The use of all arterial conduits for coronary artery bypass graft has become more acceptable after gaining experiences and reports of better long-term results. The most common utilized conduits are the left internal mammary artery ( LIMA ) from chest wall, the right internal mammary artery ( RIMA ), the left or right radial artery ( RA ) from forearm and gastro-epiploic artery (GEA ) from the stomach. The use of LIMA to the left anterior descending artery (LAD ) has been shown to significantly improve long-term survival results. Also, the evidence shows that both mammary arteries could provide better long-term outcomes as well.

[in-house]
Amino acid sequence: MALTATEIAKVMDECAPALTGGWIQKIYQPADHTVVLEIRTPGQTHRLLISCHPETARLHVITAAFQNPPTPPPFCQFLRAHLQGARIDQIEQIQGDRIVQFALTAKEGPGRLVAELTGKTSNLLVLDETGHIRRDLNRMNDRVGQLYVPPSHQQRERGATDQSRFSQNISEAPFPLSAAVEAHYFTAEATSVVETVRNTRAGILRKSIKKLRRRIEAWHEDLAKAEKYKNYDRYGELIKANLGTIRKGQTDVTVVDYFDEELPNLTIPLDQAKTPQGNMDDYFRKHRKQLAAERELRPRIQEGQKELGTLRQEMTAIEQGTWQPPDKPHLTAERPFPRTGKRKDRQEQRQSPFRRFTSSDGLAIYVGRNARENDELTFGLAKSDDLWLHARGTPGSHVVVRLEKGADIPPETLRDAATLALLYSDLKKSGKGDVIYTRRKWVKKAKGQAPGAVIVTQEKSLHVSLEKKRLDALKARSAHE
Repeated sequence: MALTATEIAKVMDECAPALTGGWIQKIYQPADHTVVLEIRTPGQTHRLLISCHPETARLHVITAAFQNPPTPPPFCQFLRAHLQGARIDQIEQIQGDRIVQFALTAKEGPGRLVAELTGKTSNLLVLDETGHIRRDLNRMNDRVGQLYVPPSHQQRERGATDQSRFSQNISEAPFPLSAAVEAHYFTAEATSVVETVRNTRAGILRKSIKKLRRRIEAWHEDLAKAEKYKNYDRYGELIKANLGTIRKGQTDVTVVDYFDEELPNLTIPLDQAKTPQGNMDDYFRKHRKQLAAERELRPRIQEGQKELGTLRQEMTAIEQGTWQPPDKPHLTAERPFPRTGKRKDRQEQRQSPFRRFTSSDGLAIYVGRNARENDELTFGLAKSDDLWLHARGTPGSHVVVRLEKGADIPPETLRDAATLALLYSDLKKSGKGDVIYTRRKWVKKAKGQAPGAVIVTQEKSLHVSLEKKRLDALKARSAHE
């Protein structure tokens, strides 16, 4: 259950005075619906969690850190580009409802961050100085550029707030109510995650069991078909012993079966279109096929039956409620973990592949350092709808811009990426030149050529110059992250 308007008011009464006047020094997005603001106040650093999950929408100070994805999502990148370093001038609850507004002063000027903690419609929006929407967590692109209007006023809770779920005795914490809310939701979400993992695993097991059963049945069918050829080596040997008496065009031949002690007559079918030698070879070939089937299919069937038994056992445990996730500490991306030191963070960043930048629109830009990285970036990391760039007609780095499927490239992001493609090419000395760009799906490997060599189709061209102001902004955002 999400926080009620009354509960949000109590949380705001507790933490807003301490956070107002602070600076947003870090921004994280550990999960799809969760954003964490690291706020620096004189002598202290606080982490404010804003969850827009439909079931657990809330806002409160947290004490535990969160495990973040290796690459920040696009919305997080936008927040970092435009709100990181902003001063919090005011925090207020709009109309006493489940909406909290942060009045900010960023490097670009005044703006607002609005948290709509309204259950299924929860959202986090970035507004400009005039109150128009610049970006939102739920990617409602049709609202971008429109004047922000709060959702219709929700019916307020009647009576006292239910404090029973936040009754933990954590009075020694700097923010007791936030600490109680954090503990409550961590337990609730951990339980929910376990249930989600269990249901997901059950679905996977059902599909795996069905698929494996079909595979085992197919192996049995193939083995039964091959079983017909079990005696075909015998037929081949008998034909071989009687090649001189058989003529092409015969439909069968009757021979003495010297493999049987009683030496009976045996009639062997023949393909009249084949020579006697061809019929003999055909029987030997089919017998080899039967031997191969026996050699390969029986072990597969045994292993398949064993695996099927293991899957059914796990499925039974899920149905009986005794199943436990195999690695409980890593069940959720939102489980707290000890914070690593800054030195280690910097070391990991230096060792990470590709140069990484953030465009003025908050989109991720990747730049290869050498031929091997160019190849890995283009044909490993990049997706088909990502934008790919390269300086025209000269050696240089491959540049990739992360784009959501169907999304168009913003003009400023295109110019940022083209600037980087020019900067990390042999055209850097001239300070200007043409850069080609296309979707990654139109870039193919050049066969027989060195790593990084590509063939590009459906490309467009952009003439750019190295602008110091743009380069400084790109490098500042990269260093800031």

The long-term results have shown that the 10 year patency rates of the internal mammary artery are about 90-95% comparing to the 10 year patency rate of the vein graft which is about 60%. The 10 year patency rate of the radial artery and gastro-epiploic arteries are about 85% and 80% respectively.
In our practice, the saphenous veins ( veins from leg ) are rarely used unless the arterial conduits are not readily available.